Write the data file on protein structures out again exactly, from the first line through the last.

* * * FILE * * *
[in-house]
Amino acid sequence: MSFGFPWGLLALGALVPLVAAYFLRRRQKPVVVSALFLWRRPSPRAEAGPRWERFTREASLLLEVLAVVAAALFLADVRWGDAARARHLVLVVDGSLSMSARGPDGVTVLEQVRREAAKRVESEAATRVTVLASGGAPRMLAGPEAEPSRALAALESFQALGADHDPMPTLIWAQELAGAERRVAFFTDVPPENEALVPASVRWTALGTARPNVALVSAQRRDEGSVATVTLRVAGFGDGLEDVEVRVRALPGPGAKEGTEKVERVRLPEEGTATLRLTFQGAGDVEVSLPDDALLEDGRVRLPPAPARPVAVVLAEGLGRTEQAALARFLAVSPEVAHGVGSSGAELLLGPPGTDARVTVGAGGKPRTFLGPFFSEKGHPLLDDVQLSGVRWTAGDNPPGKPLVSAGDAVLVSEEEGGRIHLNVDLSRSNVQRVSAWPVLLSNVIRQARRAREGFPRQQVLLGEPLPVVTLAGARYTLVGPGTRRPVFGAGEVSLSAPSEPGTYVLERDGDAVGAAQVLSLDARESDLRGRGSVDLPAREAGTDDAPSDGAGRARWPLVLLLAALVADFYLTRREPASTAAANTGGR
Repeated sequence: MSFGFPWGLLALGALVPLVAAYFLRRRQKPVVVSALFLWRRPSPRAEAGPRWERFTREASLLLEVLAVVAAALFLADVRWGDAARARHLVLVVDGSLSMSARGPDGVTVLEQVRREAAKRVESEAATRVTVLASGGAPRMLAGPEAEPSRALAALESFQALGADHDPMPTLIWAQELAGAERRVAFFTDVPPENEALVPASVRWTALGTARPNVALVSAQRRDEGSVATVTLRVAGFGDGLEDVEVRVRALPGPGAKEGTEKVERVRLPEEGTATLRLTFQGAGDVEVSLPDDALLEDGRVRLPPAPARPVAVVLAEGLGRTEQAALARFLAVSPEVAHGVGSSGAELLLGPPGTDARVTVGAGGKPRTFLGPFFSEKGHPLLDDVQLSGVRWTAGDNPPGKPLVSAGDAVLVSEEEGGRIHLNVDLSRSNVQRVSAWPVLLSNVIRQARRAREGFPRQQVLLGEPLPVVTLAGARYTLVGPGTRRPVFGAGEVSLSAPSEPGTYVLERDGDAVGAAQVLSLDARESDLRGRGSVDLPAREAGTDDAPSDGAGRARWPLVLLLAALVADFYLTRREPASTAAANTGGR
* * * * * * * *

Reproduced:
[in-house]
Amino acid sequence: MSFGFPWGLLALGALVPLVAAYFLRRRQKPVVVSALFLWRRPSPRAEAGPRWERFTREASLLLEVLAVVAAALFLADVRWGDAARARHLVLVVDGSLSMSARGPDGVTVLEQVRREAAKRVESEAATRVTVLASGGAPRMLAGPEAEPSRALAALESFQALGADHDPMPTLIWAQELAGAERRVAFFTDVPPENEALVPASVRWTALGTARPNVALVSAQRRDEGSVATVTLRVAGFGDGLEDVEVRVRALPGPGAKEGTEKVERVRLPEEGTATLRLTFQGAGDVEVSLPDDALLEDGRVRLPPAPARPVAVVLAEGLGRTEQAALARFLAVSPEVAHGVGSSGAELLLGPPGTDARVTVGAGGKPRTFLGPFFSEKGHPLLDDVQLSGVRWTAGDNPPGKPLVSAGDAVLVSEEEGGRIHLNVDLSRSNVQRVSAWPVLLSNVIRQARRAREGFPRQQVLLGEPLPVVTLAGARYTLVGPGTRRPVFGAGEVSLSAPSEPGTYVLERDGDAVGAAQVLSLDARESDLRGRGSVDLPAREAGTDDAPSDGAGRARWPLVLLLAALVADFYLTRREPASTAAANTGGR
Repeated sequence: MSFGFPWGLLALGALVPLVAAYFLRRRQKPVVVSALFLWRRPSPRAEAGPRWERFTREASLLLEVLAVVAAALFLADVRWGDAARARHLVLVVDGSLSMSARGPDGVTVLEQVRREAAKRVESEAATRVTVLASGGAPRMLAGPEAEPSRALAALESFQALGADHDPMPTLIWAQELAGAERRVAFFTDVPPENEALVPASVRWTALGTARPNVALVSAQRRDEGSVATVTLRVAGFGDGLEDVEVRVRALPGPGAKEGTEKVERVRLPEEGTATLRLTFQGAGDVEVSLPDDALLEDGRVRLPPAPARPVAVVLAEGLGRTEQAALARFLAVSPEVAHGVGSSGAELLLGPPGTDARVTVGAGGKPRTFLGPFFSEKGHPLLDDVQLSGVRWTAGDNPPGKPLVSAGDAVLVSEEEGGRIHLNVDLSRSNVQRVSAWPVLLSNVIRQARRAREGFPRQQVLLGEPLPVVTLAGARYTLVGPGTRRPVFGAGEVSLSAPSEPGTYVLERDGDAVGAAQVLSLDARESDLRGRGSVDLPAREAGTDDAPSDGAGRARWPLVLLLAALVADFYLTRREPASTAAANTGGR